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Fumigation Trials with Ethylene Dibromide for the Control of Eggs and Larvae of Ceratitis capitata (Wied.) in Citrus Fruit
Year:
1956
Source of publication :
Bulletin of Entomological Research
Authors :
Perlberger, Jakob
;
.
Volume :
46 part 4
Co-Authors:

Grunberg, A. and Polac'ek, K.

Facilitators :
From page:
803
To page:
811
(
Total pages:
9
)
Abstract:

Extract

Experiments in the treatment of Citrus fruit by fumigation with ethylene dibromide for the control of the damage caused by the Mediterranean Fruit-fly (Ceratitis capitata (Wied.)) were conducted during 1951–52 and 1952–53.

Jaffa and Valencia oranges were found to tolerate a concentration of 18 gm./m.3 at approximately 20°C. and exposure time of 2½ hours.

Grapefruit was found to tolerate a concentration of 15 gm./m.3 at approximately 20°C. for 2½ hours' exposure. When the exposure time is prolonged to 6 hours the maximum tolerance is 8 gm./m.3

A kill of 75 per cent. of the larvae of Ceratitis inside the Citrus fruits was obtained by exposure for 2½ hours at a concentration of 15 gm./m.3

Citrus fruit for export from Israel is normally fumigated with Decco (NC13) against certain fungus diseases. The exposure in this case is 6 hours. The possibility of combining the treatment with Decco and ethylene dibromide was examined. It was found that the treatments were compatible and that, at an exposure of 6 hours, a dosage of 6 gm./m.3 of ethylene dibromide gave a kill of up to 93·5 to 96·4 per cent.

Fumigation of fruit for export, in batches of 3,000 cases at a time, showed that 6 gm./m.3 of ethylene dibromide (all other conditions being equal) killed up to 98·5 per cent. of Ceratitis larvae (provided no gas leakage occurred in the fumigation chamber). This concentration did not cause injury to Jaffa and Valencia oranges. In the case of grapefruit, slight damage occurred—especially in over-ripe fruit (during the second half of April) which was not intended for shipping.

Note:
Related Files :
Ceratitis capitata
Citrus
Ethylene Dibromide
fumigation
insects
pests
plant protection
Show More
Related Content
More details
DOI :
https://doi.org/10.1017/S0007485300037068
Article number:
0
Affiliations:
Database:
Publication Type:
article
;
.
Language:
English
Editors' remarks:
ID:
57705
Last updated date:
02/03/2022 17:27
Creation date:
24/01/2022 11:45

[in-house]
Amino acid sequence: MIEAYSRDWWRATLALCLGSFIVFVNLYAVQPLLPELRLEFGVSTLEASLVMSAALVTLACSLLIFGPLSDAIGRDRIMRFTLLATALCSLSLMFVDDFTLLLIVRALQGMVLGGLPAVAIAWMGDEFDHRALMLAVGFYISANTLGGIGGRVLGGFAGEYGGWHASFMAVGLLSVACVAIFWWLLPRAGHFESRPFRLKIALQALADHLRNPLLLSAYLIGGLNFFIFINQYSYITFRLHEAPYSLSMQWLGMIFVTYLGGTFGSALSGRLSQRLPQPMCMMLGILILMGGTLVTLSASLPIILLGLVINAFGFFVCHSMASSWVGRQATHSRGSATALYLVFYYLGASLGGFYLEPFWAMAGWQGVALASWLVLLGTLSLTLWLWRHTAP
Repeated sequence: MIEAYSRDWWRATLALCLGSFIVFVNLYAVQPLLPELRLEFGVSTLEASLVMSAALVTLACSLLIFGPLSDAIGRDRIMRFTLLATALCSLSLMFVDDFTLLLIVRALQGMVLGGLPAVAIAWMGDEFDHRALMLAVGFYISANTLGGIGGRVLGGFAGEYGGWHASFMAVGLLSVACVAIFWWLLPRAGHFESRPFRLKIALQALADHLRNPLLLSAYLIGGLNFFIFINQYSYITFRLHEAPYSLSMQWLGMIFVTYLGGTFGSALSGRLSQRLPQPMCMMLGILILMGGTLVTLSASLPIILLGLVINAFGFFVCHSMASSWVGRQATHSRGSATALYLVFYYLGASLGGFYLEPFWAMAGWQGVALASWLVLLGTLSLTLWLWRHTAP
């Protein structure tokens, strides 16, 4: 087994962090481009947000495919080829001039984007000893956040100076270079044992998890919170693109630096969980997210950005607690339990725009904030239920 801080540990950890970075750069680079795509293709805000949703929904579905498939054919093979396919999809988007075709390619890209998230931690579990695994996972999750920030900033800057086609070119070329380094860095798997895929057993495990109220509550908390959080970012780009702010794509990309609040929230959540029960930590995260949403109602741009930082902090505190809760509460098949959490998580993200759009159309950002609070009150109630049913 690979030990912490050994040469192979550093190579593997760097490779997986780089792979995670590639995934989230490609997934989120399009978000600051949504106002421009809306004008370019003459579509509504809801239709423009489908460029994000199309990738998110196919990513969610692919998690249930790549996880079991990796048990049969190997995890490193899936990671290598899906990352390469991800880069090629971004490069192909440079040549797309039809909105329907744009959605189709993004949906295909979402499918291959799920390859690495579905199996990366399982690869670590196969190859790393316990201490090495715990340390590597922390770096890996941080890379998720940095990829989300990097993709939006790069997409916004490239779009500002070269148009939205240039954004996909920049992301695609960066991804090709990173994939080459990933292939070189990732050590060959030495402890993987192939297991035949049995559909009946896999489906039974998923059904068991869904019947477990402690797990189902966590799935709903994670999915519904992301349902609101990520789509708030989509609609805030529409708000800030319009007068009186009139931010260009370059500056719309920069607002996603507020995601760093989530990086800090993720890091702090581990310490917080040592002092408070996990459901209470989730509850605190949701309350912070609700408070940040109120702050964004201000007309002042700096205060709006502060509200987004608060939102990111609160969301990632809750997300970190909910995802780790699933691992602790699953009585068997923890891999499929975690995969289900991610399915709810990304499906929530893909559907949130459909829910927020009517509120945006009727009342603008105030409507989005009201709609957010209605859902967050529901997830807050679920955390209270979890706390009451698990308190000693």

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Scientific Publication
Fumigation Trials with Ethylene Dibromide for the Control of Eggs and Larvae of Ceratitis capitata (Wied.) in Citrus Fruit
46 part 4

Grunberg, A. and Polac'ek, K.

Fumigation Trials with Ethylene Dibromide for the Control of Eggs and Larvae of Ceratitis capitata (Wied.) in Citrus Fruit

Extract

Experiments in the treatment of Citrus fruit by fumigation with ethylene dibromide for the control of the damage caused by the Mediterranean Fruit-fly (Ceratitis capitata (Wied.)) were conducted during 1951–52 and 1952–53.

Jaffa and Valencia oranges were found to tolerate a concentration of 18 gm./m.3 at approximately 20°C. and exposure time of 2½ hours.

Grapefruit was found to tolerate a concentration of 15 gm./m.3 at approximately 20°C. for 2½ hours' exposure. When the exposure time is prolonged to 6 hours the maximum tolerance is 8 gm./m.3

A kill of 75 per cent. of the larvae of Ceratitis inside the Citrus fruits was obtained by exposure for 2½ hours at a concentration of 15 gm./m.3

Citrus fruit for export from Israel is normally fumigated with Decco (NC13) against certain fungus diseases. The exposure in this case is 6 hours. The possibility of combining the treatment with Decco and ethylene dibromide was examined. It was found that the treatments were compatible and that, at an exposure of 6 hours, a dosage of 6 gm./m.3 of ethylene dibromide gave a kill of up to 93·5 to 96·4 per cent.

Fumigation of fruit for export, in batches of 3,000 cases at a time, showed that 6 gm./m.3 of ethylene dibromide (all other conditions being equal) killed up to 98·5 per cent. of Ceratitis larvae (provided no gas leakage occurred in the fumigation chamber). This concentration did not cause injury to Jaffa and Valencia oranges. In the case of grapefruit, slight damage occurred—especially in over-ripe fruit (during the second half of April) which was not intended for shipping.

Scientific Publication
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